Discovering the City of Sodom: The Fascinating, True Account of the Discovery of the Old Testaments Most Infamous City by Steven CollinsThe fascinating, true account of the quest for one of the Old Testament’s most infamous cities.
Like many Christians today in the academic world, Dr. Steven Collins felt pulled in different directions when it came to apparent conflicts between the Bible and scholarly research and theory—an intellectual crisis that inspired him to lay it all on the line as he set off to locate the lost city of Sodom.
Recounting Dr. Collins’s quest for Sodom in absorbing detail, this adventure-cum-memoir reflects the tensions that define biblical archaeology as it narrates a tale of discovery. Readers follow “Dr. C” as he tracks down biblical, archaeological, and geographical clues to the destruction of Sodom and Gomorrah, narrowing the list of possible sites as he weighs evidence and battles skeptics. Finally, he arrives at a single location that looms as the only option: a massive ancient ruin called Tall el-Hammam in the Hashemite Kingdom of Jordan.
Many scholars who were initially opposed to Dr. Collins’s theory now concede that history books may need to be rewritten in light of his groundbreaking discovery. It—along with several other recent finds—is challenging the assumptions of academics and asserting a new voice in the controversy of biblical archaeology and the dispute over using the Bible as a credible historical source.
From respected archaeologist Dr. Steven Collins and award-winning author Dr. Latayne C. Scott comes the fascinating, true account of the frustrating search and exciting excavation of the city the Bible calls Sodom, which scholars and others had “misplaced” for hundreds of years.
Like many modern-day Christians, Dr. Collins struggled with what seemed to be a clash between his heritage of belief in the Bible and the research regarding ancient history and human evolution. This crisis of faith led him to embark on a quest to put both his archaeological education and the Bible to the test by seeking out the lost ancient city, an expedition that has led to one of the most exciting finds in recent archaeology.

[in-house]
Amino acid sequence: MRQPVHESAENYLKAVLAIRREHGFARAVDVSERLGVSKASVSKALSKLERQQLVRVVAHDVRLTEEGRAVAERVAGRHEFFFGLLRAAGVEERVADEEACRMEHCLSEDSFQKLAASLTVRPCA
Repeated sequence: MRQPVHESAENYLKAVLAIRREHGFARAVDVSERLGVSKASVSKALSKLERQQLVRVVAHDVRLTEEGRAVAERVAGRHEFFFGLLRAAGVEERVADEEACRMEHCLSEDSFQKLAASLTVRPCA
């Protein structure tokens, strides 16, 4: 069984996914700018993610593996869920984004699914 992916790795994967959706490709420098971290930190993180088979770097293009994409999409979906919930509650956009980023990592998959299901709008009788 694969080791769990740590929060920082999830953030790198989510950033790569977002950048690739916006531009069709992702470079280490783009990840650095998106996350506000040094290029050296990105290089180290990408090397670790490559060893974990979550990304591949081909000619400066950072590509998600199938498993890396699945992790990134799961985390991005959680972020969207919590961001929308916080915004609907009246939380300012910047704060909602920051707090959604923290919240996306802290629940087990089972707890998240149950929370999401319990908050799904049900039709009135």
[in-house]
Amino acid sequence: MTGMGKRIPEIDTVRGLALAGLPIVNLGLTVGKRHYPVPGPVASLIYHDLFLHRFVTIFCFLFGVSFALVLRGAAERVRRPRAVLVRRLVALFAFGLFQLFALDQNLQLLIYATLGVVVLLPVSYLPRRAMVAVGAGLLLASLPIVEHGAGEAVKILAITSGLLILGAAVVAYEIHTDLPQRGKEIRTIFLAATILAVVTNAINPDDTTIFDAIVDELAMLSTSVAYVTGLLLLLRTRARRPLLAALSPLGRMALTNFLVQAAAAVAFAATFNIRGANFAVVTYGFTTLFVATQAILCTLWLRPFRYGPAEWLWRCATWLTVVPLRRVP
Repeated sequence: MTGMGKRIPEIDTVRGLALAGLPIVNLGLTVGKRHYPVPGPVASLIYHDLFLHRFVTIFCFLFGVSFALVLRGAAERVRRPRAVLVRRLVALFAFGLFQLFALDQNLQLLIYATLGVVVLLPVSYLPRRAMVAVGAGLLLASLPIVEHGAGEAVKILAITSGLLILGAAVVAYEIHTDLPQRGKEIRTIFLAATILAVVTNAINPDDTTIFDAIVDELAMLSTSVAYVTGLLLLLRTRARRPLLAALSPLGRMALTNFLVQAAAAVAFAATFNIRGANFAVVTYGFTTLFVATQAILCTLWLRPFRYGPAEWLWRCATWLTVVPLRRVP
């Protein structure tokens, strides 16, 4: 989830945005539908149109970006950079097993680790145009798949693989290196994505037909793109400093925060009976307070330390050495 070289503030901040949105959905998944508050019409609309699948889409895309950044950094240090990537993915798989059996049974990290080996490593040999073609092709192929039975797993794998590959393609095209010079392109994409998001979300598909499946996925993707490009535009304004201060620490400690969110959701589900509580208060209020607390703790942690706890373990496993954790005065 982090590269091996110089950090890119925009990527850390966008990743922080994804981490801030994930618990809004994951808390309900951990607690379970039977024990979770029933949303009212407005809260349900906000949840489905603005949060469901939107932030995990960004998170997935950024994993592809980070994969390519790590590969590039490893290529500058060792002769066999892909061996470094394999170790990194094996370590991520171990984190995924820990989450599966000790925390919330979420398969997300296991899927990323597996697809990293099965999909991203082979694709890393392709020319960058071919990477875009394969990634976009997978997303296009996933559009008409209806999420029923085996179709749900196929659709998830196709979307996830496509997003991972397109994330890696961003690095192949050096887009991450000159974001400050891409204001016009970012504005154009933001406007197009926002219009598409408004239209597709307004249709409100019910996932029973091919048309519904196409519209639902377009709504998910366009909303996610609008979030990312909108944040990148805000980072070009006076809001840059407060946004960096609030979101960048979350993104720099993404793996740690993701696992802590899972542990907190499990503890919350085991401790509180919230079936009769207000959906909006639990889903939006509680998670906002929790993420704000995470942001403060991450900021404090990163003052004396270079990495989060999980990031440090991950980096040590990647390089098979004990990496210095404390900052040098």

Challenging the assumptions of academics around the world, Discovering the City of Sodom may well inspire a revision of the history books. Dr. Collins has become a new voice in the controversy over using the Bible as a credible source of understanding the past—and opened a new chapter in the struggle over the soul of biblical archaeology.
Dr. Steven Collins at Tall el-Hammam - The site of historic Sodom in the Jordan Valley
A multi-disciplinary team of scientists has a new theory for why all human civilization abruptly ended on the banks of the Dead Sea some 3, years ago. According to analyzed archaeological evidence, the disaster of biblical proportions can be explained by a massive explosion, similar to one recorded over years ago in Russia.
Did Archaeologists Discover The Biblical City Of Sodom?
S odom and Gomorrah—cities utterly destroyed by fire from heaven. So says your Bible. The biblical account is far from being merely a fable, however. Scientists have now found evidence of a catastrophic event unmistakably akin to the one described in the book of Genesis. The Dead Sea zone was once home to a thriving civilization—particularly the cities of Sodom and Gomorrah, according to the Bible. Archaeology has revealed flourishing prosperity in this area—right up until it came to a sudden, jarring end around 3, years ago.